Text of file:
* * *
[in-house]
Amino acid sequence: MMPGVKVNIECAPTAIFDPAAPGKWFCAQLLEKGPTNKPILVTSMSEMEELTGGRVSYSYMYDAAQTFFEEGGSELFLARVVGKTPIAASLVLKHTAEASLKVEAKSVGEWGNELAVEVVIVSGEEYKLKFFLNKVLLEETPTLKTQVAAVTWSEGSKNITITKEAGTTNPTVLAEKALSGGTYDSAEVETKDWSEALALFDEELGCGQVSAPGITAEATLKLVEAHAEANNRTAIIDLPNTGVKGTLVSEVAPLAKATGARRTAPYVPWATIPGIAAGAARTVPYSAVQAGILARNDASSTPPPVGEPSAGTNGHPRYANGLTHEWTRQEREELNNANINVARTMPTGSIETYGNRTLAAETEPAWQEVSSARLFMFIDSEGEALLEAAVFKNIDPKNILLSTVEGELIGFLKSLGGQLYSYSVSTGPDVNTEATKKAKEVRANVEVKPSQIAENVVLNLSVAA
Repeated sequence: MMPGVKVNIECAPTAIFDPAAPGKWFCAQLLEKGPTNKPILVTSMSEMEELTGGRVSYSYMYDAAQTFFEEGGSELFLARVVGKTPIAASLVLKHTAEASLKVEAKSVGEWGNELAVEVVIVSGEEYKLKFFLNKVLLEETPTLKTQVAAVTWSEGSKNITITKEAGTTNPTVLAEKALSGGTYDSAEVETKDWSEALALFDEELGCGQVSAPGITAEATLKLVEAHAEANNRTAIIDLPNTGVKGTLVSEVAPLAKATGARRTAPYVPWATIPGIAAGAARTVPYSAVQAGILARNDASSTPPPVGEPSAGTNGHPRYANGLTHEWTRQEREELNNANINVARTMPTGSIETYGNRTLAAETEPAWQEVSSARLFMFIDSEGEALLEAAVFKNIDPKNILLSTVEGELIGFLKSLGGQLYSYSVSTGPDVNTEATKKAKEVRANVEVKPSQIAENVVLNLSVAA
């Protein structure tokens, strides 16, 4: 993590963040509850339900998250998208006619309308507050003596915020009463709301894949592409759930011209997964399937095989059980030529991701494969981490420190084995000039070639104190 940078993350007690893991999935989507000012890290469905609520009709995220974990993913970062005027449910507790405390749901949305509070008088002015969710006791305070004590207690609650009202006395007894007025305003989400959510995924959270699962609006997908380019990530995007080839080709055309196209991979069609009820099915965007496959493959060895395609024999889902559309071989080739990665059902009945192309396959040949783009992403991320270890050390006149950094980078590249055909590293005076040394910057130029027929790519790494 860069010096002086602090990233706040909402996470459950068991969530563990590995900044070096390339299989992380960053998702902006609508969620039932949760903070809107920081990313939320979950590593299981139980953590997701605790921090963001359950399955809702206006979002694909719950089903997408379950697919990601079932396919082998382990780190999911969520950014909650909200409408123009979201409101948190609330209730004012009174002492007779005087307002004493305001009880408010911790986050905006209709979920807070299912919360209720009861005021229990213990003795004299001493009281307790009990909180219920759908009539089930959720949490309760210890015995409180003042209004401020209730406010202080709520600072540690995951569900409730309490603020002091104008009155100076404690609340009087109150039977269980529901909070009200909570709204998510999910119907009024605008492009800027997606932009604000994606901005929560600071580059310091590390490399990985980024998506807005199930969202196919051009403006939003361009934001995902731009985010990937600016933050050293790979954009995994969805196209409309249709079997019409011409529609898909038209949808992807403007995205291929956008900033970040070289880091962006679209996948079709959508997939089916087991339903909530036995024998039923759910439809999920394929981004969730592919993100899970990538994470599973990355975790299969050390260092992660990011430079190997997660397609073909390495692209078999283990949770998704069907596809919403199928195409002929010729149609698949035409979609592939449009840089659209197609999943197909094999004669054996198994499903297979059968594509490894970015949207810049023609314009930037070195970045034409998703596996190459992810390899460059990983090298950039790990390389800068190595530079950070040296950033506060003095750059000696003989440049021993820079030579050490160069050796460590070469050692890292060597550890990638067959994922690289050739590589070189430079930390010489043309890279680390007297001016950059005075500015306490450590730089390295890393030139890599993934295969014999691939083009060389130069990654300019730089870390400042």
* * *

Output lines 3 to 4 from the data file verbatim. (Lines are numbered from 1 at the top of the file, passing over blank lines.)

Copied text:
Repeated sequence: MMPGVKVNIECAPTAIFDPAAPGKWFCAQLLEKGPTNKPILVTSMSEMEELTGGRVSYSYMYDAAQTFFEEGGSELFLARVVGKTPIAASLVLKHTAEASLKVEAKSVGEWGNELAVEVVIVSGEEYKLKFFLNKVLLEETPTLKTQVAAVTWSEGSKNITITKEAGTTNPTVLAEKALSGGTYDSAEVETKDWSEALALFDEELGCGQVSAPGITAEATLKLVEAHAEANNRTAIIDLPNTGVKGTLVSEVAPLAKATGARRTAPYVPWATIPGIAAGAARTVPYSAVQAGILARNDASSTPPPVGEPSAGTNGHPRYANGLTHEWTRQEREELNNANINVARTMPTGSIETYGNRTLAAETEPAWQEVSSARLFMFIDSEGEALLEAAVFKNIDPKNILLSTVEGELIGFLKSLGGQLYSYSVSTGPDVNTEATKKAKEVRANVEVKPSQIAENVVLNLSVAA
């Protein structure tokens, strides 16, 4: 993590963040509850339900998250998208006619309308507050003596915020009463709301894949592409759930011209997964399937095989059980030529991701494969981490420190084995000039070639104190 940078993350007690893991999935989507000012890290469905609520009709995220974990993913970062005027449910507790405390749901949305509070008088002015969710006791305070004590207690609650009202006395007894007025305003989400959510995924959270699962609006997908380019990530995007080839080709055309196209991979069609009820099915965007496959493959060895395609024999889902559309071989080739990665059902009945192309396959040949783009992403991320270890050390006149950094980078590249055909590293005076040394910057130029027929790519790494 860069010096002086602090990233706040909402996470459950068991969530563990590995900044070096390339299989992380960053998702902006609508969620039932949760903070809107920081990313939320979950590593299981139980953590997701605790921090963001359950399955809702206006979002694909719950089903997408379950697919990601079932396919082998382990780190999911969520950014909650909200409408123009979201409101948190609330209730004012009174002492007779005087307002004493305001009880408010911790986050905006209709979920807070299912919360209720009861005021229990213990003795004299001493009281307790009990909180219920759908009539089930959720949490309760210890015995409180003042209004401020209730406010202080709520600072540690995951569900409730309490603020002091104008009155100076404690609340009087109150039977269980529901909070009200909570709204998510999910119907009024605008492009800027997606932009604000994606901005929560600071580059310091590390490399990985980024998506807005199930969202196919051009403006939003361009934001995902731009985010990937600016933050050293790979954009995994969805196209409309249709079997019409011409529609898909038209949808992807403007995205291929956008900033970040070289880091962006679209996948079709959508997939089916087991339903909530036995024998039923759910439809999920394929981004969730592919993100899970990538994470599973990355975790299969050390260092992660990011430079190997997660397609073909390495692209078999283990949770998704069907596809919403199928195409002929010729149609698949035409979609592939449009840089659209197609999943197909094999004669054996198994499903297979059968594509490894970015949207810049023609314009930037070195970045034409998703596996190459992810390899460059990983090298950039790990390389800068190595530079950070040296950033506060003095750059000696003989440049021993820079030579050490160069050796460590070469050692890292060597550890990638067959994922690289050739590589070189430079930390010489043309890279680390007297001016950059005075500015306490450590730089390295890393030139890599993934295969014999691939083009060389130069990654300019730089870390400042």